Vertical Polarization Gain (dBi) Horizontal Polarization Gain (dBi) min:+0.0 min:+0.0

330 300
max:+0.0 avg:+0.0 max:+0.0 avg:+0.0

210 240 270
Vertical Polarization Gain (dBi) Horizontal Polarization Gain (dBi) min:+0.0 min:+0.0

330 300
max:+0.0 avg:+0.0 max:+0.0 avg:+0.0

Figure 2: Conical Cuts for Omni-Directional (Left) and Directional Antennas (Right).

Since most antenna patterns are not necessarily omnidirectional, the description of antenna gain is fairly complex. In order to serve a system analysis in terms of determining communication range or system gain, typically the minimum, maximum and average gain over the entire pattern of a particular cut is used as the singular antenna gain value in the Friis transmission formula. However, there may be an interest in determining the distribution of communication ranges and system gains, given the non-uniform nature of a directional antenna that is used in an omni-directional application. In those cases, probability density functions (pdfs)
Gain Coverage Probability Density Functions (pdf)
10-

can be associated with antenna patterns, both conical cuts and 3-D patterns [5]. Even though the directional antenna patterns are deterministic, the fact that their application is omni-directional with a random link axis angle makes the antenna gain a random variable with respect to communication range and system gain analyses. Presented in Figure 3 is the pdf associated with both the omni- and non-uniform patterns presented in the left-hand side of Figure 3. Presented on the righthand side of Figure 3 is the complementary-cumulative density function (ccdf), which is derived from the pdf and indicates the probability that the antenna can provide a minimum level of gain, given a random link axis angle.
Gain Coverage Probability
10-

v pdf h pdf
10-1 10-1

v ccd1 h ccd1

10-2

10-2

10-3

10-3

10-4

10-4

10-5

10-5

10-6 -20

-15

-10

-5

0
Directive Gain (dBi)

5

10

15

20

10-6 -20

-15

-10

-5

0
Directive Gain (dBi)

5

10

15

20

Figure 3: Gain pdf (left) and associated ccdf (right).

EEWeb | Electrical Engineering Community

Visit www.eeweb.com

14

TECHNICAL ARTICLE
Note for the case of the omni-directional antenna, the pdf is an impulse since the gain is single-valued and has no real distribution. The omni-directional case presents an interesting step-function ccdf which shows that the probability of having a directive gain at least as large as the abscissa is one for gains less than the fixed gain value. Antenna Topologies There can be many possible topologies or structures for an antenna. An interesting set of structures are those which evolve from the basic half-wave dipole. The evolution is shown in Figure 4. to arrive at a final design. Secondly, the electromagnetic relations associated with most antennas are not closed form and do not yield dimensional synthesis equations. Therefore, in order to design and validate an antenna prior to fabrication, it is beneficial to simulate the antenna using an electromagnetic field solver that can predict the behavior of radiating systems. One such solver, CST Microwave Studio® [6], offers many methods of solution that can simulate open-boundary, radiating structures. One example is presented which shows the relative utility of the simulation tool. Presented in Figure 6 is the input page for a 2.4 GHz sleeve dipole antenna. The input page contains the dimensional and material parameter inputs required to carry out the simulation.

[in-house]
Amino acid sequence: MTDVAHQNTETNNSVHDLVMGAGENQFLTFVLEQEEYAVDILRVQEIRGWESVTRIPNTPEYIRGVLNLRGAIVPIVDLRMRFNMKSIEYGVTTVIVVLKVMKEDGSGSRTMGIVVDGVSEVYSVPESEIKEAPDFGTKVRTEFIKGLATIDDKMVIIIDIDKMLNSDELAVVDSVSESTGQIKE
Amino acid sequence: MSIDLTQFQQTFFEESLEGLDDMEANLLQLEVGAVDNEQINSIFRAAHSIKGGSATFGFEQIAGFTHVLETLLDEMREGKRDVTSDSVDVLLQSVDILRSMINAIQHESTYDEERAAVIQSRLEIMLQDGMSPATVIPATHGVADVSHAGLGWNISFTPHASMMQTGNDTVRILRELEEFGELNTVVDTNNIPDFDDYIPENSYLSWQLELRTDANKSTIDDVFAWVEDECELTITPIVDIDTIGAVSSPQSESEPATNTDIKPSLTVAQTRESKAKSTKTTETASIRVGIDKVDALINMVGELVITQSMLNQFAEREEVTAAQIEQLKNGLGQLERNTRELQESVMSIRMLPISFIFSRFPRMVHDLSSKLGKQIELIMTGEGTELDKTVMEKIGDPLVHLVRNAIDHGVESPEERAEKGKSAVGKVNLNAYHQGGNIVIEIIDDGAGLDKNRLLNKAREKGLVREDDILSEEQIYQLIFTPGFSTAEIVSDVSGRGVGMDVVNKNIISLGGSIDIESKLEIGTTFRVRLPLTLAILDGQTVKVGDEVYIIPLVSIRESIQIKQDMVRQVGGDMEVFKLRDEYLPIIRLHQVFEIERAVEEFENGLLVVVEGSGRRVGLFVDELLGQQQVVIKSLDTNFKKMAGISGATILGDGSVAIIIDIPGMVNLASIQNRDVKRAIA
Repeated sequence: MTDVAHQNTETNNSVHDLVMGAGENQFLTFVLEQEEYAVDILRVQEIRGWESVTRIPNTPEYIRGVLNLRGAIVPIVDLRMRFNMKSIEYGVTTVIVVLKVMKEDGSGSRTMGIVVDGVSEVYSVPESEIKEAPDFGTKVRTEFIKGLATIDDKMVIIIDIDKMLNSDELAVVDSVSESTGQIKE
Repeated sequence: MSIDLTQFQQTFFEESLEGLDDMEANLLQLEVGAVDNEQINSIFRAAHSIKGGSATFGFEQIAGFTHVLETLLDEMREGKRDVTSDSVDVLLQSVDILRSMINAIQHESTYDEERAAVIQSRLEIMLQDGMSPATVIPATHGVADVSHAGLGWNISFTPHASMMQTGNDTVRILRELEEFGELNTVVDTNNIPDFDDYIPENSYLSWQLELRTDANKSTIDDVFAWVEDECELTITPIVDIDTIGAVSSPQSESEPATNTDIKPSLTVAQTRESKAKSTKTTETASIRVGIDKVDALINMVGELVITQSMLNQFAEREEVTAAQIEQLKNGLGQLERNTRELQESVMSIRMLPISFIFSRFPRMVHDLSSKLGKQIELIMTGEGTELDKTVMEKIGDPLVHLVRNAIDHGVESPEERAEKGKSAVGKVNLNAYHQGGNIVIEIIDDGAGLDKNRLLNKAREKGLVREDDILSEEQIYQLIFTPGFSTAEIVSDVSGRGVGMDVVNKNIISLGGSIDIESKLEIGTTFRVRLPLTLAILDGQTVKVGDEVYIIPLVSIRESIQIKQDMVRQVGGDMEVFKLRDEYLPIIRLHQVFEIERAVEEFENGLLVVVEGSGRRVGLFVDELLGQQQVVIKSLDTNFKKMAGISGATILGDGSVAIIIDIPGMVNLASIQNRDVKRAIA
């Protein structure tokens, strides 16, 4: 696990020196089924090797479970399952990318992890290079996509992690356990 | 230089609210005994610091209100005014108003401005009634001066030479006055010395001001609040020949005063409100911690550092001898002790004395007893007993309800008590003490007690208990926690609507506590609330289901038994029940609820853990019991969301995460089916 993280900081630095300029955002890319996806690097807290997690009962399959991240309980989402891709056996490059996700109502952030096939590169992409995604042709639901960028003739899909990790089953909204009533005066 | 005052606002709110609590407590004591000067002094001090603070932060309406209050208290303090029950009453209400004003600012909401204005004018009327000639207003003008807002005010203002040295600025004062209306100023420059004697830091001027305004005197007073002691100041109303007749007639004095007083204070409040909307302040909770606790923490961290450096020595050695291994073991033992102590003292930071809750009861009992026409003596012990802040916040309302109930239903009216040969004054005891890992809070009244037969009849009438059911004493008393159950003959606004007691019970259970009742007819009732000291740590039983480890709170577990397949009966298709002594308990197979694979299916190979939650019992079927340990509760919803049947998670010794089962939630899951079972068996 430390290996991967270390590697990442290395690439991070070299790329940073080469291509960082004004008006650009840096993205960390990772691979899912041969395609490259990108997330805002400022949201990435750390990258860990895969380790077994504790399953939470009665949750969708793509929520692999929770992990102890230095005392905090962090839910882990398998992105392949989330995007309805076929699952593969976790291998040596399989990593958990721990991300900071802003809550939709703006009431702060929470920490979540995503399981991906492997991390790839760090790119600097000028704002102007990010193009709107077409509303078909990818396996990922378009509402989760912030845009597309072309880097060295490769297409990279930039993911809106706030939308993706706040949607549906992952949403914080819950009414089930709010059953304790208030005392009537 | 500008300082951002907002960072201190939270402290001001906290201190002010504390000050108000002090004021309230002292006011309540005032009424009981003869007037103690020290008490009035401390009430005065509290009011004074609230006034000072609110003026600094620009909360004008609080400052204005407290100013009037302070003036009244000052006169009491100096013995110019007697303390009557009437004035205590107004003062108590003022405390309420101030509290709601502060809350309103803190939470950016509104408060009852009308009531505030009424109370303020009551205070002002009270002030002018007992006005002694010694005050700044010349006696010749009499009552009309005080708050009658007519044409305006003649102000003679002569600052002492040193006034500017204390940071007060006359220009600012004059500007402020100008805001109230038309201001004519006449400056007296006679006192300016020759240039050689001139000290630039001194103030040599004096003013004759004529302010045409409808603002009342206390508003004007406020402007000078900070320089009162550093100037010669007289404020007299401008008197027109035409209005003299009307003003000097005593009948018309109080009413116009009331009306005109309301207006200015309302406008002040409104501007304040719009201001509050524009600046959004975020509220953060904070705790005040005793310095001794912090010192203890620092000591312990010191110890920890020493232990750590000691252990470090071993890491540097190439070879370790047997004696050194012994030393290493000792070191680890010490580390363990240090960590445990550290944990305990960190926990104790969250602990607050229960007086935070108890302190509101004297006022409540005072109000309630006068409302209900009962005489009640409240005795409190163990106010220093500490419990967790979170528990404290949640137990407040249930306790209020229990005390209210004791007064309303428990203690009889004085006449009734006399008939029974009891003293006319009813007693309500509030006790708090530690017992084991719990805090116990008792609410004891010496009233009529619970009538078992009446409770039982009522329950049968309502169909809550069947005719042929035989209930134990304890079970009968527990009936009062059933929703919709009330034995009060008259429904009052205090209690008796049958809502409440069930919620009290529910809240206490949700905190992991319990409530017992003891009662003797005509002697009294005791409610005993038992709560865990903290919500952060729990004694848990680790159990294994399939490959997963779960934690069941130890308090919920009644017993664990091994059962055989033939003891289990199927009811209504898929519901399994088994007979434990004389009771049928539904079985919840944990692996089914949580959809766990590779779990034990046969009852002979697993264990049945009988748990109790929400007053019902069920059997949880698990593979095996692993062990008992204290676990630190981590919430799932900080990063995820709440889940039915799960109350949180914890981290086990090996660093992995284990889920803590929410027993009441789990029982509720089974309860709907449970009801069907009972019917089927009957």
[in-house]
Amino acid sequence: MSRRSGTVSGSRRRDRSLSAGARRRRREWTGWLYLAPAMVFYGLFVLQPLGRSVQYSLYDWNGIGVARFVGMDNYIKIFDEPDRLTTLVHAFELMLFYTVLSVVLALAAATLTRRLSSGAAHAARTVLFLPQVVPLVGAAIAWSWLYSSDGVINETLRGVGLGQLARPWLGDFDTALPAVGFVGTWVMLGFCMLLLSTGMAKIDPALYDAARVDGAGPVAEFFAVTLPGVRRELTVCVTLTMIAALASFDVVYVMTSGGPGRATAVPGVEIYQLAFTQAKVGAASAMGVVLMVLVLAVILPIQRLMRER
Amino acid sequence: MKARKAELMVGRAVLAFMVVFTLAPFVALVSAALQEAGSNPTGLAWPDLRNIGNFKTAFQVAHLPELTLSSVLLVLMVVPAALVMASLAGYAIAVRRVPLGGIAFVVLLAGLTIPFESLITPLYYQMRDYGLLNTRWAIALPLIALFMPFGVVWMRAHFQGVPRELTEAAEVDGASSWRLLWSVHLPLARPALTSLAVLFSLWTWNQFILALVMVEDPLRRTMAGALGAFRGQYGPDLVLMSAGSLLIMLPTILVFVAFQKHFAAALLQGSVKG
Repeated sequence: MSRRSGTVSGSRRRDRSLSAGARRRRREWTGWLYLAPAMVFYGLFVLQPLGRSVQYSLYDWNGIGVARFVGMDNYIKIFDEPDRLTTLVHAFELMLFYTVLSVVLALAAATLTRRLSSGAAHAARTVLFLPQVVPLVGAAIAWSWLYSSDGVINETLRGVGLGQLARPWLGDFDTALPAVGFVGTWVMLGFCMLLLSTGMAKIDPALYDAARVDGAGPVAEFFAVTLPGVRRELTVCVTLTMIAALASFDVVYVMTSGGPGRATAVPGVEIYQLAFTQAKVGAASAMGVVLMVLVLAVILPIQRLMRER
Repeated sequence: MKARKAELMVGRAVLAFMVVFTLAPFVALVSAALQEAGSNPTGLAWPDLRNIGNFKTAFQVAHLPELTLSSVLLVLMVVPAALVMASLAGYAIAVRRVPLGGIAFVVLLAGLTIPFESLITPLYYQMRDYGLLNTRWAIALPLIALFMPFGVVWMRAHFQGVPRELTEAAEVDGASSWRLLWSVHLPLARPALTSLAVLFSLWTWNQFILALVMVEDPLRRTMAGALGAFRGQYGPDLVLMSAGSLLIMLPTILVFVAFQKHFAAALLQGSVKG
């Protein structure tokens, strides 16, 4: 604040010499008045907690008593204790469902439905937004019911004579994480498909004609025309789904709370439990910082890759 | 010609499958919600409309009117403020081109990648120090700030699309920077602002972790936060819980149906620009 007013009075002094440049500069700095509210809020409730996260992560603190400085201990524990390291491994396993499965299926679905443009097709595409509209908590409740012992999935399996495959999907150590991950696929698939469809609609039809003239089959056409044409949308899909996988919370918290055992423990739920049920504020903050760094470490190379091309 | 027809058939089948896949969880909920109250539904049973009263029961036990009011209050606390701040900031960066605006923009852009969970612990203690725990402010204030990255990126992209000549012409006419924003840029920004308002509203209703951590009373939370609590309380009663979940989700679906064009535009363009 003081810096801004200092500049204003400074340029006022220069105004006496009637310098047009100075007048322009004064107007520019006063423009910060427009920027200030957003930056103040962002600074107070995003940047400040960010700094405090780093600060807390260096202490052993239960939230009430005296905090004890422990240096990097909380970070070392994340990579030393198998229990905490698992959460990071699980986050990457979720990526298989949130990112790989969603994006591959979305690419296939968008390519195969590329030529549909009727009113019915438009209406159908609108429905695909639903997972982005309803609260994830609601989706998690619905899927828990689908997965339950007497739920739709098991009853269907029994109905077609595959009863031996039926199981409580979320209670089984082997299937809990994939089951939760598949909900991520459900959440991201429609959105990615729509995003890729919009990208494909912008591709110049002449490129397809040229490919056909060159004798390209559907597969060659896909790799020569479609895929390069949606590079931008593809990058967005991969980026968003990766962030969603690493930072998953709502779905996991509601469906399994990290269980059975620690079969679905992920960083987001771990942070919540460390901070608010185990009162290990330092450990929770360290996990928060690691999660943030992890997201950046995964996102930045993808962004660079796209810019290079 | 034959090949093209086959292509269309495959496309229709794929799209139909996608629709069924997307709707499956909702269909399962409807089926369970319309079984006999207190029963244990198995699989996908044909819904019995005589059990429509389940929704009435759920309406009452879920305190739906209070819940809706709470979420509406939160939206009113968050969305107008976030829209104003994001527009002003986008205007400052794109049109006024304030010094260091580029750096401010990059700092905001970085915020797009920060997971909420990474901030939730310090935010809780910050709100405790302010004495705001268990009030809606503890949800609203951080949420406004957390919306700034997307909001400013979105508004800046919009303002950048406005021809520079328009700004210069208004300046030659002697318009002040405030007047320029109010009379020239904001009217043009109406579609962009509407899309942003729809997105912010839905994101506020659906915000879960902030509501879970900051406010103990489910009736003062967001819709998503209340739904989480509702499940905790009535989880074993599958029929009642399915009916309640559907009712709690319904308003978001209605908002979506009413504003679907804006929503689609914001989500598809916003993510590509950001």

TECHNICAL ARTICLE

Figure 4: Antenna evolution from the half-wave dipole (left): quarter-wave monopole over a ground plane (center), L-antenna (right).

Starting with the half-wave dipole, the lower element of the dipole can be realized by a reflected image of the upper element onto a ground plane (using electric field boundary conditions and/or image theory). The monopole can be folded over, however, with degradation in impedance match and gain. The degradation due to matching can be recovered by feeding the antenna at a different point along the resonant length of the antenna (recall the impedance variation of a transmission line with a standing wave present). This results in the inverted “F” antenna. The elements may be extruded from the wire form to a planar form to realize an increase in impedance and gain bandwidth, but with a small degradation in gain. These additional evolutions are presented in Figure 5. Antenna Design and Simulation The initial design of an antenna can arise from a set of dimensional formulas based on closed-form electromagnetic relations. However, in practice, these antennas require some empirical adjustment/tuning steps

EEWeb | Electrical Engineering Community

y

/4

/4

y

Figure 5: Inverted “F” Antenna evolution from the L-antenna by feeding the antenna at a more favorable impedance point (left): extruded version of Inverted F antenna to produced Planar Inverted F antenna or PIFA (right).

z y

Name
L_cable L_center L_shield R_center R_dipole R_shield t_shield L_total

Value
500 925 L_center 10 50 3.331 *R_center 5 L_cable+L_center+L_shield

Description
Cable length Top dipole arm length Bottom dipole arm (sleeve) length Coax center conductor radius Bottom dipole element inner radius Coax shield inner radius D=d*10^(50*sqrt(er)/138=33.31 Shield Thickness 2350 mils

Figure 6: Sleeve Dipole Design Input into CST Microwave Studio simulator.

Visit www.eeweb.com

15

TECHNICAL ARTICLE
S-Parameter Magnitude in dB
0

S-Parameter Smith Chart
S1,1 S1,1 (50.1 Ohm)

TECHNICAL ARTICLE

d=140.34

0.75 0.5

1

1.3

1.6 2 2.7

2300 2700

Frequency/MHz

-2

0.3 4 6 10 6 10 -10

-4

0.15

3 3 3
0.15 0.3 0.5 0.75 1 1.3 1.6 2 2.7 4

-6 -5.9893

-8

-0.15

-6 -0.3 -2.7 -0.5 -2 --0.75 -1 -1.3 -1.6 -4
1 (82.168261, 18.111261) Ohm 2 (74.987673, 26.127237) Ohm 3 (70.531508, 31.315733) Ohm
2500.000000 2450.000000 2400.000000

d=5.3282
-10

-11.318
-12 2300 2350

2375

2400

2450

2500 2515.3 Frequency/MHz

2550

2600

2650

2700

Figure 7: Sleeve Dipole reflection coefficient (left) and impedance prediction. (right).